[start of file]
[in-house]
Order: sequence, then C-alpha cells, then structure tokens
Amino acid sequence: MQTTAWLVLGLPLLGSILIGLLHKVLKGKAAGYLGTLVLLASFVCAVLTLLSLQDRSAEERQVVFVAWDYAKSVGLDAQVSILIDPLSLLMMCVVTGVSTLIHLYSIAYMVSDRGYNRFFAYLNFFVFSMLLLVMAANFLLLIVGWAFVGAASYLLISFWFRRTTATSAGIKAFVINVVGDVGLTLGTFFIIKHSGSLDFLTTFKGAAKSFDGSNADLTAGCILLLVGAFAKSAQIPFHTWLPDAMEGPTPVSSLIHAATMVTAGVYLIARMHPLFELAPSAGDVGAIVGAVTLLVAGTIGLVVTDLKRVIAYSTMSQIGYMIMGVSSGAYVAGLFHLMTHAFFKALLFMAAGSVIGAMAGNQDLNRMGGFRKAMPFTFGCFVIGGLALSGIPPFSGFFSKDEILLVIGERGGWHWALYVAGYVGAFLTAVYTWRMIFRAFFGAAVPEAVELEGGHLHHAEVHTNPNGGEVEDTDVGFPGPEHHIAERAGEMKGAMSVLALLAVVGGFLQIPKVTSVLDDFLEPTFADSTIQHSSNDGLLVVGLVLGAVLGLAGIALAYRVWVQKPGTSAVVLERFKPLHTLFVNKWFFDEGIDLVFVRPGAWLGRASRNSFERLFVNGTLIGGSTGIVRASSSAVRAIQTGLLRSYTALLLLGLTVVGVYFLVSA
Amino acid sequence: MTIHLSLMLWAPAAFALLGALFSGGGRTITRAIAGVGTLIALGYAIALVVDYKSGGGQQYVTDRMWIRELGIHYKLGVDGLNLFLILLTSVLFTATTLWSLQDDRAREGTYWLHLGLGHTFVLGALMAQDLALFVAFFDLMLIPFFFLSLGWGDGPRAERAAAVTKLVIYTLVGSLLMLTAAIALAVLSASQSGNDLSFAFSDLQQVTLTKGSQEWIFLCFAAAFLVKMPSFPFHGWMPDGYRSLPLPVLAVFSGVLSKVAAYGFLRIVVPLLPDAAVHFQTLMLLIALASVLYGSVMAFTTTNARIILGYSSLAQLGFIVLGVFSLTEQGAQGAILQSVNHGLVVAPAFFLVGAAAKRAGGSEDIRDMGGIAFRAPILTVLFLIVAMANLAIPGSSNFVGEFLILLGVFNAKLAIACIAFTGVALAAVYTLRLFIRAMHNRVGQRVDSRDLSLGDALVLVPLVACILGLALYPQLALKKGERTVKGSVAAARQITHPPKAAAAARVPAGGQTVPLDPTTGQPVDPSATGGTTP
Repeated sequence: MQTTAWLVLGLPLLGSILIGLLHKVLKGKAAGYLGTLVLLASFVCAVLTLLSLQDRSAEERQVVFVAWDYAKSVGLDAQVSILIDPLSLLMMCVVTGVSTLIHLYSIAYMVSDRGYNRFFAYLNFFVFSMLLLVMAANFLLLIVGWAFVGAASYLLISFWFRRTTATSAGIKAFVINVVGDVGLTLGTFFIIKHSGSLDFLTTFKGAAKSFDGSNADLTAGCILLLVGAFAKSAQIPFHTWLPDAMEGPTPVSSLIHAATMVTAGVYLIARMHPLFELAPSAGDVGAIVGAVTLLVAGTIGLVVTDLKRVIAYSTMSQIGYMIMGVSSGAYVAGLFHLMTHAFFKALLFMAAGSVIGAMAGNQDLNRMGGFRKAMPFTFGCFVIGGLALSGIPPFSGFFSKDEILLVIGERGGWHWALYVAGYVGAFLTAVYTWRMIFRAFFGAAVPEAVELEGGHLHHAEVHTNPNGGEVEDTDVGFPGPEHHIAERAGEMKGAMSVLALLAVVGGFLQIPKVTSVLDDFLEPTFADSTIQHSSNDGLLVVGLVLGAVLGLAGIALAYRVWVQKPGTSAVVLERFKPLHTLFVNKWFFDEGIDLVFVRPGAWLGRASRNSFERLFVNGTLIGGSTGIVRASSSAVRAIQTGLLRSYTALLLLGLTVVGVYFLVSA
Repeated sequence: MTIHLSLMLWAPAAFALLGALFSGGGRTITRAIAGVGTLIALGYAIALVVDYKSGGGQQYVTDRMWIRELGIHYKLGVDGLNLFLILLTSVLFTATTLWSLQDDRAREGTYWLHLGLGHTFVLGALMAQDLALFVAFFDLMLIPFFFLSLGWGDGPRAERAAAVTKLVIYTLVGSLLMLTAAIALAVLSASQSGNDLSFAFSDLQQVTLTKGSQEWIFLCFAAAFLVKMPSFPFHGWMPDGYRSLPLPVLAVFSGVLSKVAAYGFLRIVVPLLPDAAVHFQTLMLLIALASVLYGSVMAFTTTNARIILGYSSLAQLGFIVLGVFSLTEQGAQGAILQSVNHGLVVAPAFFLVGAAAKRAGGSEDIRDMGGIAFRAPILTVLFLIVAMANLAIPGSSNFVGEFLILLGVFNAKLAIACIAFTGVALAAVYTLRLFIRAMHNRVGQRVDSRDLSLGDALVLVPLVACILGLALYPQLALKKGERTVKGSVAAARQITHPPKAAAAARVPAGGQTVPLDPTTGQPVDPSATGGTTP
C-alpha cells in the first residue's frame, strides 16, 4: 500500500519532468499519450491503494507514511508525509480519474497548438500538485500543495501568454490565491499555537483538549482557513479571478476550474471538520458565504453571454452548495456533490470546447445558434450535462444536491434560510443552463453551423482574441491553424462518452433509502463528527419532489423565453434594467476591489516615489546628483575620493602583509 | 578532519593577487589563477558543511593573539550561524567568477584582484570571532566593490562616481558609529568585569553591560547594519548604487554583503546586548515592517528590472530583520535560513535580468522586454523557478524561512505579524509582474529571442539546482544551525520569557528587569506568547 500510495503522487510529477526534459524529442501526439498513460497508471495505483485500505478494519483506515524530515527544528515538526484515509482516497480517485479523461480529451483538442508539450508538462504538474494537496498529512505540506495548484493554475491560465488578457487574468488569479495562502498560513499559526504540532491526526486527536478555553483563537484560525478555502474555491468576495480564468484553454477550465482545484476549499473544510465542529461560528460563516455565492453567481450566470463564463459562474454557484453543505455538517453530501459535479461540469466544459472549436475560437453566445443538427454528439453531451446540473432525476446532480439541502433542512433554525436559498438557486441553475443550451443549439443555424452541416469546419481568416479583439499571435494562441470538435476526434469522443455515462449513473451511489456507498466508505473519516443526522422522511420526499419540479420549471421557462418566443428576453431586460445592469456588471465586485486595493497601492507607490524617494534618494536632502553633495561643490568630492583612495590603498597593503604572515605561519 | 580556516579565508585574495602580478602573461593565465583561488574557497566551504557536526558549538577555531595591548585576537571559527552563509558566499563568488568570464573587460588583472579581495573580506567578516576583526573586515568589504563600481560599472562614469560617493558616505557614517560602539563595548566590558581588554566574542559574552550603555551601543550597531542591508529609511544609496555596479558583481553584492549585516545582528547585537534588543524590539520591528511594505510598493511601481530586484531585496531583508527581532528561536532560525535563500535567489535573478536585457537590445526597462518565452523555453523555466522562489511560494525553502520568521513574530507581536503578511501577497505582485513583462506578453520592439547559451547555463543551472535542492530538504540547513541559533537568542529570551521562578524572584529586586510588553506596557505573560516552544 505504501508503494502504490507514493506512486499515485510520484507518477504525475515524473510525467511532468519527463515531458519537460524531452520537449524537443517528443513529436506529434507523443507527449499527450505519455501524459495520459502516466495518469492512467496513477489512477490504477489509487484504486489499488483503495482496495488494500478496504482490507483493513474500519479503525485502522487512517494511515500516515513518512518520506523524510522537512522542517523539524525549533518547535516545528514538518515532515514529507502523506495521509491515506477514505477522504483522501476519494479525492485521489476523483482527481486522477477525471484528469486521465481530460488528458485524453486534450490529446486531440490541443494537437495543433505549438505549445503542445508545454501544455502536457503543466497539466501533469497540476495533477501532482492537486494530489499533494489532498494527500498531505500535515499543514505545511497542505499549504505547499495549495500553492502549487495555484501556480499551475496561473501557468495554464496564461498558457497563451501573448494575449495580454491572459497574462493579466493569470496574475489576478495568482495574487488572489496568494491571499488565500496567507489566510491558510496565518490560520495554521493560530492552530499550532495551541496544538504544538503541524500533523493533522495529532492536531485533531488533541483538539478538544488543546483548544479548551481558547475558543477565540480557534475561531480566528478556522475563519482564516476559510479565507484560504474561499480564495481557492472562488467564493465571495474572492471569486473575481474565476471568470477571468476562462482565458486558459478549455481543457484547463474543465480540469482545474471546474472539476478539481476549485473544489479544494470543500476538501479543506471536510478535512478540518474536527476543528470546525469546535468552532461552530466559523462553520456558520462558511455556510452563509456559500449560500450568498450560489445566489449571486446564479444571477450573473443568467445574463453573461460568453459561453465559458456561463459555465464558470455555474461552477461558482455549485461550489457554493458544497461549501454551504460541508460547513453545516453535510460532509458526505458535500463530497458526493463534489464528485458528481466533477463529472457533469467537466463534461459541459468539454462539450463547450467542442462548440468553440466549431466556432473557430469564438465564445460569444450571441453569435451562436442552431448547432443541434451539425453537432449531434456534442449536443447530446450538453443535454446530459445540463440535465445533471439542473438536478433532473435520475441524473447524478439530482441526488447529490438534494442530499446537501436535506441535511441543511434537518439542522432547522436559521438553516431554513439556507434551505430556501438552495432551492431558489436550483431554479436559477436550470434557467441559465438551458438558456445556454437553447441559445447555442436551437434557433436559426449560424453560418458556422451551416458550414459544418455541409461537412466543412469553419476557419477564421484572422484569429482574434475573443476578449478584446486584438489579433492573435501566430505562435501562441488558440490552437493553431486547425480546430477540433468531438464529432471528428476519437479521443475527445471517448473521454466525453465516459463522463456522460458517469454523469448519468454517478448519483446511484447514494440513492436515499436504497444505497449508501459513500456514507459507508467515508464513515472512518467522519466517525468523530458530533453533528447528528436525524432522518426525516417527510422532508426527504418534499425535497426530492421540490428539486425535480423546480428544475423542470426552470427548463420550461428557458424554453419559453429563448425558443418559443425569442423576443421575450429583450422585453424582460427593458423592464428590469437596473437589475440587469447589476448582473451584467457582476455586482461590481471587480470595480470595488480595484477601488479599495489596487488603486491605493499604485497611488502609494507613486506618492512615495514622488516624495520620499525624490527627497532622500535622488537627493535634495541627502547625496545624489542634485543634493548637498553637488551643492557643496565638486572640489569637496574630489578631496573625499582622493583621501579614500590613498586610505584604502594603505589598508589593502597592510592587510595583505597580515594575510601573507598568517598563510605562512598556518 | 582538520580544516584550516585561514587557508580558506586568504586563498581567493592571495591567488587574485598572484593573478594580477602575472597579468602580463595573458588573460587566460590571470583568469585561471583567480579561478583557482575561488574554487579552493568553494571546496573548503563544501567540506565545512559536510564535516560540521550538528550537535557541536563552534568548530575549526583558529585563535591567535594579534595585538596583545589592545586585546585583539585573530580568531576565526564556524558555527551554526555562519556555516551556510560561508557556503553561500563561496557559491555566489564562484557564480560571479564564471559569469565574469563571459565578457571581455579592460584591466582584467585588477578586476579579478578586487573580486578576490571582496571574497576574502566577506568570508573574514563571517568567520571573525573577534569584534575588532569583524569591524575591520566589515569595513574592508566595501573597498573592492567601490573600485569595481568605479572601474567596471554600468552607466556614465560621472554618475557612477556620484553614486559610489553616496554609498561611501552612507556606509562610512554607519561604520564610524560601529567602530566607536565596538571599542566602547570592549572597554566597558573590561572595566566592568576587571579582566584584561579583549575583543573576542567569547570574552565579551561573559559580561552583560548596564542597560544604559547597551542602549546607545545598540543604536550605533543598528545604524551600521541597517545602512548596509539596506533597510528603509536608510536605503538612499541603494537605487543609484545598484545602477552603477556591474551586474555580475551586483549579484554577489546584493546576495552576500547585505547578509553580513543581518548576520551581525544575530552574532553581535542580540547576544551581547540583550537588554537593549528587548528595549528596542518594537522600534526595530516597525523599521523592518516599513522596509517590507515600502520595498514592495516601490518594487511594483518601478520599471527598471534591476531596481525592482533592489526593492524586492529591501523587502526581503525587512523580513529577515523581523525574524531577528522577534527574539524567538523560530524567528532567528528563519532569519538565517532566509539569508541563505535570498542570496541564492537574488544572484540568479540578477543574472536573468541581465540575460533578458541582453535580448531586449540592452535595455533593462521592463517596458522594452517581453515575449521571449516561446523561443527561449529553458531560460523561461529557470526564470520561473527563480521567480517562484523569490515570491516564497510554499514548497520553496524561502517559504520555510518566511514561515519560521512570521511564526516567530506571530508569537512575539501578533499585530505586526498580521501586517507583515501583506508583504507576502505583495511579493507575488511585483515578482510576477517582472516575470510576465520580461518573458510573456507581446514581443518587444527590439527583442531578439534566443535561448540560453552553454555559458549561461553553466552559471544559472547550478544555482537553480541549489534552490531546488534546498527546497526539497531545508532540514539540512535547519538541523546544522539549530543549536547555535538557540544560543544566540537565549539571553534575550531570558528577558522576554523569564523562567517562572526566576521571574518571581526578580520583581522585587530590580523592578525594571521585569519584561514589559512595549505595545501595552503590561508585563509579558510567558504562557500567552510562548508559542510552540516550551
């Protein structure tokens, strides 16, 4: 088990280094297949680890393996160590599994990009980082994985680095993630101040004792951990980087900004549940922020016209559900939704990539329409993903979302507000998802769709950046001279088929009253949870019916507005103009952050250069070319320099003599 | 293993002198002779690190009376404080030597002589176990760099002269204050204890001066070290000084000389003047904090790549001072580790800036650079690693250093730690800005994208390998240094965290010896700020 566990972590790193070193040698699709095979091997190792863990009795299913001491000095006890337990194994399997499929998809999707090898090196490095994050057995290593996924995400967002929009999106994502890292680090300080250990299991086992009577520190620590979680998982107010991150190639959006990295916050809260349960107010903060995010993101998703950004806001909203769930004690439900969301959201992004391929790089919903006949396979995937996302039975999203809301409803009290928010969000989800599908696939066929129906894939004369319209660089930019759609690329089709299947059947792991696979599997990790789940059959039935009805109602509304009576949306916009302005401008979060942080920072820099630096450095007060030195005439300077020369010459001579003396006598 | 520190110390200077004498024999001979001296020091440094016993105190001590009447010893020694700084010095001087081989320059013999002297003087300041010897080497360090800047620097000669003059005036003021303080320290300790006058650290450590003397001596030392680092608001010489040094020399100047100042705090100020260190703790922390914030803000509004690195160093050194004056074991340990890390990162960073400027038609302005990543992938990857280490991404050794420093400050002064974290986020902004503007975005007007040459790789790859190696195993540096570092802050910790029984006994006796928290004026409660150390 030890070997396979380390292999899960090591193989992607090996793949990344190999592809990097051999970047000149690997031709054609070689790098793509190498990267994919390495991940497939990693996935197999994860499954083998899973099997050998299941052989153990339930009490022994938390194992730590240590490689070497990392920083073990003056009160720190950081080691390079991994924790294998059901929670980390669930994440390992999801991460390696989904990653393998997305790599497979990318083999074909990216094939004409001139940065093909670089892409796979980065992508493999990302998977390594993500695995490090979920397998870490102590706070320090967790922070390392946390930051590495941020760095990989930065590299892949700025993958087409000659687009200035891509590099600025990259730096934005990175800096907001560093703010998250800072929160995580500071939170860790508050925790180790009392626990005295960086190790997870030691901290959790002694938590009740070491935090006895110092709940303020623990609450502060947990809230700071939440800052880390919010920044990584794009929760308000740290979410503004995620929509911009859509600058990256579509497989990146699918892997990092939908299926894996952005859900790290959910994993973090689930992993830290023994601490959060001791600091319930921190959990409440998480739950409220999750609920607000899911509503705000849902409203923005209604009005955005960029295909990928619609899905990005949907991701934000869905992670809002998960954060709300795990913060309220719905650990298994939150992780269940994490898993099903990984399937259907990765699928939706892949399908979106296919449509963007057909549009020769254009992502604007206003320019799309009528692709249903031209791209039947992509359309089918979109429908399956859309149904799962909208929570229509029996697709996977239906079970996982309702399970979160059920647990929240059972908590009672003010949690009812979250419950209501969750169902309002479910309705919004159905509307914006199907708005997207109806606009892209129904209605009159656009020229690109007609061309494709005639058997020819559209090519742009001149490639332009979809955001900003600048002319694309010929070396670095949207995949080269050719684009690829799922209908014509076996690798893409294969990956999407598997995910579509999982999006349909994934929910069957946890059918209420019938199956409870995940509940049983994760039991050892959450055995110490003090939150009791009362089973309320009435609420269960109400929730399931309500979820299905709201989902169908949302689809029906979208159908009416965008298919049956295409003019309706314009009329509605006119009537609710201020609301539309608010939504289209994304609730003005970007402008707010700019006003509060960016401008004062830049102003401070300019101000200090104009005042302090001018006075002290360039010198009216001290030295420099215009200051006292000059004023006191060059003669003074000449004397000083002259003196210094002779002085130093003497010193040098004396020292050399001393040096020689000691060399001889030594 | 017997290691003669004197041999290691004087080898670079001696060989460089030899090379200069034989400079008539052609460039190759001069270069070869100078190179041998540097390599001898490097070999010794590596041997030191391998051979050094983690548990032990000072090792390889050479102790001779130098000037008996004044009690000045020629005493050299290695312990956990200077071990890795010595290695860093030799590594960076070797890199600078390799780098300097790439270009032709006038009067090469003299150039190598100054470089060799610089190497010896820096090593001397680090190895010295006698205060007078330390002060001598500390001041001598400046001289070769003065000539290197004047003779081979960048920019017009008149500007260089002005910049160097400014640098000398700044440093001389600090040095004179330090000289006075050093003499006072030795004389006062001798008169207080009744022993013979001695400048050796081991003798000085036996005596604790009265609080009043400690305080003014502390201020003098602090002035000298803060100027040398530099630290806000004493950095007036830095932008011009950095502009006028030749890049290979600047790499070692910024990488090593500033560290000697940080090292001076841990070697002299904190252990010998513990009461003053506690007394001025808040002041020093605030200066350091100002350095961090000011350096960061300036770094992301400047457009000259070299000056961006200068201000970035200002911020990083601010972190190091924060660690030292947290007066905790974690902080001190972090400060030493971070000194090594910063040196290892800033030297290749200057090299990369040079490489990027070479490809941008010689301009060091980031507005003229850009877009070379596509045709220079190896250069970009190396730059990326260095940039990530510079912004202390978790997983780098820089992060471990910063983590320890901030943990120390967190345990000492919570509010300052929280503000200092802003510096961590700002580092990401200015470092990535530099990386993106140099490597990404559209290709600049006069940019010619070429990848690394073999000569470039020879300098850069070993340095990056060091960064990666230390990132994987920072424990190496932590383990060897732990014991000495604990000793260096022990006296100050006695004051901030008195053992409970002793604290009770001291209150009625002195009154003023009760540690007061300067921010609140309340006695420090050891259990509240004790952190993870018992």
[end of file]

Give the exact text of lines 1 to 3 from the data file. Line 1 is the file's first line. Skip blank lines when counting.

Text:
[in-house]
Order: sequence, then C-alpha cells, then structure tokens
Amino acid sequence: MQTTAWLVLGLPLLGSILIGLLHKVLKGKAAGYLGTLVLLASFVCAVLTLLSLQDRSAEERQVVFVAWDYAKSVGLDAQVSILIDPLSLLMMCVVTGVSTLIHLYSIAYMVSDRGYNRFFAYLNFFVFSMLLLVMAANFLLLIVGWAFVGAASYLLISFWFRRTTATSAGIKAFVINVVGDVGLTLGTFFIIKHSGSLDFLTTFKGAAKSFDGSNADLTAGCILLLVGAFAKSAQIPFHTWLPDAMEGPTPVSSLIHAATMVTAGVYLIARMHPLFELAPSAGDVGAIVGAVTLLVAGTIGLVVTDLKRVIAYSTMSQIGYMIMGVSSGAYVAGLFHLMTHAFFKALLFMAAGSVIGAMAGNQDLNRMGGFRKAMPFTFGCFVIGGLALSGIPPFSGFFSKDEILLVIGERGGWHWALYVAGYVGAFLTAVYTWRMIFRAFFGAAVPEAVELEGGHLHHAEVHTNPNGGEVEDTDVGFPGPEHHIAERAGEMKGAMSVLALLAVVGGFLQIPKVTSVLDDFLEPTFADSTIQHSSNDGLLVVGLVLGAVLGLAGIALAYRVWVQKPGTSAVVLERFKPLHTLFVNKWFFDEGIDLVFVRPGAWLGRASRNSFERLFVNGTLIGGSTGIVRASSSAVRAIQTGLLRSYTALLLLGLTVVGVYFLVSA